Such barbs will surely be voiced anyway, and when they appear on social media, their intended targets tend to feel as if they are being simultaneously attacked by hundreds of people. That is the experience of the disseminators of such opinions. There is, indeed, validity to some of the criticisms being made, and we should learn from them. But for those who were innocently attempting to participate in the discussion for the first time, it is a terrible shock to be accused of having caused personal pain and harm.
The more well-meaning a person is, the more vulnerable he or she may be to “feeling guilty” about spreading false rumors. Among those who tried to do something for Fukushima and quit after trying only once, or who left Fukushima during the past seven and a half years, there are quite a few who have had that bitter experience.
Of course, it is wrong to upset others with one’s words. But I wonder if it is right to attack people, continually, wherever they are, who did so only with good intentions, “justifying” the attacks on them with the claim that “someone was hurt.” In this age of social media, power relationships between the disseminators and receivers of information are increasingly ambiguous. That raises many new questions.
Toxicity of Medicines and Communications
It goes without saying that if something should be corrected if it is obviously wrong. As mentioned above, though, can anyone say anything that never upsets anybody and pleases everyone? When I was talking with an authority in the field of graphic recording the other day, I asked them if anyone was ever offended by the illustrations. “If they contain laugh lines,” the person said, “there will always be somebody who dislikes them.”
Making something easier to understand, on the other hand, can make it more difficult to separate the intended effect from possible harm. For example, whenever a doctor prescribes medicine, there is always the possibility that toxic side effects will occur. If the doctor fears those effects, she or he can provide a treatment that is less toxic, though that will make it less effective at the same time. That is to say, the treatment will end up being neither toxic nor medicinal. If that happens, the original objective of the treatment may not be achieved. When a doctor sees a patient suffering from side effects, meanwhile, he or she, too, may feel a measure of guilt as the person who caused them. Even so, doctors go on with their work, providing medical care.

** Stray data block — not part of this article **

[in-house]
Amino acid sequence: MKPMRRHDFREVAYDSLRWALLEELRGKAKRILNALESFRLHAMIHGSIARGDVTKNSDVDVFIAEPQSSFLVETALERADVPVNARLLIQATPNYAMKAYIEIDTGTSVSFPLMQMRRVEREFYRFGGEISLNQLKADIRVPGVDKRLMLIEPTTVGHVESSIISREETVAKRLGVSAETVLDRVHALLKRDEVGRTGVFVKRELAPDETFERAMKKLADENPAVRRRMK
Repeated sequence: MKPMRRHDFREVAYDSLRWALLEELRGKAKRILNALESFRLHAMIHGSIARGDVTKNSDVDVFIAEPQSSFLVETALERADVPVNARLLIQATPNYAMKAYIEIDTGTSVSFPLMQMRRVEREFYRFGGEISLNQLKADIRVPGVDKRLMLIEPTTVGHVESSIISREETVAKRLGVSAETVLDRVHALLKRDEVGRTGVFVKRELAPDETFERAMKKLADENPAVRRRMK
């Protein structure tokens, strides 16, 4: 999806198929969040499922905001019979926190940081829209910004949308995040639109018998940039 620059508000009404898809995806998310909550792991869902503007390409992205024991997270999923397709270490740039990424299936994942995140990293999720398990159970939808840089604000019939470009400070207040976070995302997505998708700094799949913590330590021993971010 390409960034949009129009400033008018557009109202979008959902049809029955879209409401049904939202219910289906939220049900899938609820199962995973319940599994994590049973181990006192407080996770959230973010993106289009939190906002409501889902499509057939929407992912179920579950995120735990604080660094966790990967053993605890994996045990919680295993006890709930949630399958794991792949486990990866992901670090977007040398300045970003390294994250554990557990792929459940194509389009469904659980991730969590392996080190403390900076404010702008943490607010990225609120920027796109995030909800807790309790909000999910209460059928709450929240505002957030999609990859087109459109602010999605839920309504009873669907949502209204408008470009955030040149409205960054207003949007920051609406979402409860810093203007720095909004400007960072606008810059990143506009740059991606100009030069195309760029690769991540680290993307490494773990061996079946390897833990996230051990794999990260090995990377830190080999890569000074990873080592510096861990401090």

The same can be said of those who comment online and communicate their opinions. Without senders, nothing would ever be conveyed or received. If someone is “hurt” as a result, it is important for the sender to reflect and apply that lesson to his or her next communication—not to cease communicating altogether.
Tolerance and Reconstruction
As is often said, doctors are “trained” by their patients. If a doctor speaks or acts inappropriately, or gives an injection clumsily, or fails to consider side effects, conscientious patients will challenge those doctors but remain loyal to them. Doctors grow through the tolerance of such patients.
Isn’t it possible for us to be similarly tolerant of those who want to get involved in Fukushima? Might we not, when their information is inaccurate or unartfully expressed, merely point those things out, and give them another chance? Can we create such an environment for them?
My words here may just be the irresponsible view of an outsider. But if the primary concern in communication becomes not upsetting others, that will lead to an uptick in the kind of communication that is “neither toxic nor medicinal.” I would rather see aspiring people try, and continue, though they sometimes may make mistakes.
As with the case of the Sun Child statue, those people now involved in Fukushima and disseminating related information may end up hurting locals. Will those earlier commenters, having learned from their mistakes, be able to show newcomers the same kind of tolerance that they once received? I believe that that may be one key to preventing the Fukushima accident from fading into history.
I hope that Japan will rediscover the ability to tolerate mistakes and failures—a trait that seems to have been lost nationwide—through the reconstruction of Fukushima.
Ochi, who holds M.D., M.P.H., and Ph.D. degrees, is lecturer in the Department of Laboratory Medicine at the Jikei University School of Medicine in Tokyo.